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The God Trump Card

21 Oct
Photo via Flickr user Dwight Stone

Photo via Flickr user Dwight Stone

In part because I was lucky enough to receive an excellent theological education from grade school through seminary, I wince when I hear someone start a sentence with, “God says…” or even, “The Bible says…” Quoting the Bible does not mean quoting God, and even quoting the Bible has to be done with great care and reflection. These phrases can stunt conversation and dialogue, two things I’m in the business of promoting. I call it playing the God card, or throwing Bible bullets. The God card and Bible bullets are difficult for many people to argue, even though they so often used inaccurately.

Inevitably, during election season, the Bible gets dusted off to do the work of promoting person and political agendas. My instinct, backed by my deep respect of the Bible and its power to be used or abused, is to tread very lightly here.

Years ago, I had one professor who had been studying the Hebrew Scripture his entire adult life. He seemed to know God through his studies in a way I only dared to hope. He started the course by sharing some guidelines, some things to consider when approaching the sacred biblical text. I found it exceedingly helpful, so I put them in my own words. Every time I teach the Bible, now, I start out by sharing them, too. Students always seem to find it a helpful place to start. I find it a helpful place to come back to and revisit. I hope you do, too:

Be mindful of how who you are changes how you read the Bible.

The text is not the same as the interpretation of the text.

We are reading a translation, and every translator carries a bias.

No passage has a single meaning.

Reading the Bible is a cross-cultural experience. It was written in a time long ago, in a place far away.

Talking about the Bible with people who think and live differently than us will make the truth more complex, richer and more full.

The Bible contradicts itself and never attempts to be consistent. It interprets itself.

There is a difference between believing in the Bible and believing in the God of the Bible.

Reading the Bible literally is a fairly recent phenomenon.

There are several different genres in the Bible– poetry, myth, genealogy, law, parable– that deserve to be read with different lenses.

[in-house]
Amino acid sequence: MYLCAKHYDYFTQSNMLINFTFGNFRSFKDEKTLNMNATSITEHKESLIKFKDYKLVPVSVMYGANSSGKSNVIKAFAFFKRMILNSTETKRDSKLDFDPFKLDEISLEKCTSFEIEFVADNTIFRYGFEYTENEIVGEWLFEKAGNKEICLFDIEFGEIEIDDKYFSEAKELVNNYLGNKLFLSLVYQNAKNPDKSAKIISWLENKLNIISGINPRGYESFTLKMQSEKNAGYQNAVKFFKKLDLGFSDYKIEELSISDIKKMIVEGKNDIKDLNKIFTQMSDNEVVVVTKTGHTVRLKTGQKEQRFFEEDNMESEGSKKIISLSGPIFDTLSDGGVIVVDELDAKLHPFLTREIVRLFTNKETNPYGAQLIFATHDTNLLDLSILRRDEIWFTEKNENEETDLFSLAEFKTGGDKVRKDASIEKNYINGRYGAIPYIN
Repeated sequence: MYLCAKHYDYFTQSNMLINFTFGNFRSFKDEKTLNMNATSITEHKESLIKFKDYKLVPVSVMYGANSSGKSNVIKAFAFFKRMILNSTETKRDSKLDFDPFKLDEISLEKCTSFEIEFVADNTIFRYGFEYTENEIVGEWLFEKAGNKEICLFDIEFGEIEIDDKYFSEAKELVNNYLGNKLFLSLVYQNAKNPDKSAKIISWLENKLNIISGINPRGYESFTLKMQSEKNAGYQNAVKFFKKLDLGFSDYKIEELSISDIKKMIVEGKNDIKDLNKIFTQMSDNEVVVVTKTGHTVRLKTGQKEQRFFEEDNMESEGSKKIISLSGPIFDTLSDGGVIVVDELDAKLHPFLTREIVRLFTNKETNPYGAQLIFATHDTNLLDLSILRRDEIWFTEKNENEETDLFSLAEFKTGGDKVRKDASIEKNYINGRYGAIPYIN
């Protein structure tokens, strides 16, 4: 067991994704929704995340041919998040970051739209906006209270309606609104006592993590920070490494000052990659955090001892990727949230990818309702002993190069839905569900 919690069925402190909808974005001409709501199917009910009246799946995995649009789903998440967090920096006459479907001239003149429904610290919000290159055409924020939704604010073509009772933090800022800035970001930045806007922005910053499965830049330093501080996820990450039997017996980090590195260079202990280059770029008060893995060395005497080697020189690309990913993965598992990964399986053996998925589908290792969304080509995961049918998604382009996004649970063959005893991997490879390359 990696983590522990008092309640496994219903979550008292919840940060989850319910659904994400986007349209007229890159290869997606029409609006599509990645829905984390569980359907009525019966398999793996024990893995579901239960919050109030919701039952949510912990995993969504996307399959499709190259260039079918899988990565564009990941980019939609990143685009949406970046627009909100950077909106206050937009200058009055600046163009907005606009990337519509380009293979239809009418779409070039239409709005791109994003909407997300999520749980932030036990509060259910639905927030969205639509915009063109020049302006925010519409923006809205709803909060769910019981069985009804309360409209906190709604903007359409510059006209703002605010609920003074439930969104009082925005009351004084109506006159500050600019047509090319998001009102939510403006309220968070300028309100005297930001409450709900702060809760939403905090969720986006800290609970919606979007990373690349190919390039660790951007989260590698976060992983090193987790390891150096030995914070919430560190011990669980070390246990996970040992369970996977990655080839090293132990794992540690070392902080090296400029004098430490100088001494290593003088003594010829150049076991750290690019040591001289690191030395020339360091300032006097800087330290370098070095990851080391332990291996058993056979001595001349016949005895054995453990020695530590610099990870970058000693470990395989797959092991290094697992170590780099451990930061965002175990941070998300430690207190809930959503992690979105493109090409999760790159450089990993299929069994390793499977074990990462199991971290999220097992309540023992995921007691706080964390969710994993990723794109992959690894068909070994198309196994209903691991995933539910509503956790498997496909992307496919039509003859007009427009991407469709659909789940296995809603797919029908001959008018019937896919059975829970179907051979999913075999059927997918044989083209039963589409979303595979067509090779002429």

Not everything in the Bible happened, but that does not diminish the story’s truth.

Context is key. Taking a verse out of context limits the power of the passage. We must study the passage by looking at what comes before it and after it, by putting it into the context of the whole Bible, and considering the historical and political context the passage is set in. This takes work, challenging us to not just read the Bible, but study it.

Not every Bible passage is equal in its influence over our faith life.

The Bible does not have answers to all our modern-day questions.

Reimagining the Bible, Again

27 May
Photo via Flickr user honorbound

Photo via Flickr user honorbound

I love a good storyteller. She has to ability to break the present, ordinary moment open to a sense of pure transcendence. A good story invites us into a thin space where we can float in truth and beauty. Go to a story telling event or an amateur comedy night and be reminded how hard good storytelling really is.

We need good storytellers to help us read the Bible and make it come alive, again, for us in this time and place.

During the Modern Age, Darrell Jodock explains in his book The Church’s Bible, the Bible lost a good deal of collective authority. This had to do with several cultural shifts including increased value placed on objectivity and the scientific approach and people connecting loyalty to tradition with stagnation.

The Bible, however, continues to withstand the test of time. Christians continue to find it useful to turn to the book. It is time-tested, but each generation has to reclaim it and rediscover its usefulness for their context. The Bible indeed has no authority outside outside the context of community and relationship. It is a book collecting dust until we open it, interact with it, and apply it to our communities. At its best, the Bible can connect us to other communities over time an space, providing a hold continuity. It can mediate the presence of God by providing a language of faith. As time goes on, we have to work harder and harder to translate that language in a way that is relevant to a world far from the original audience.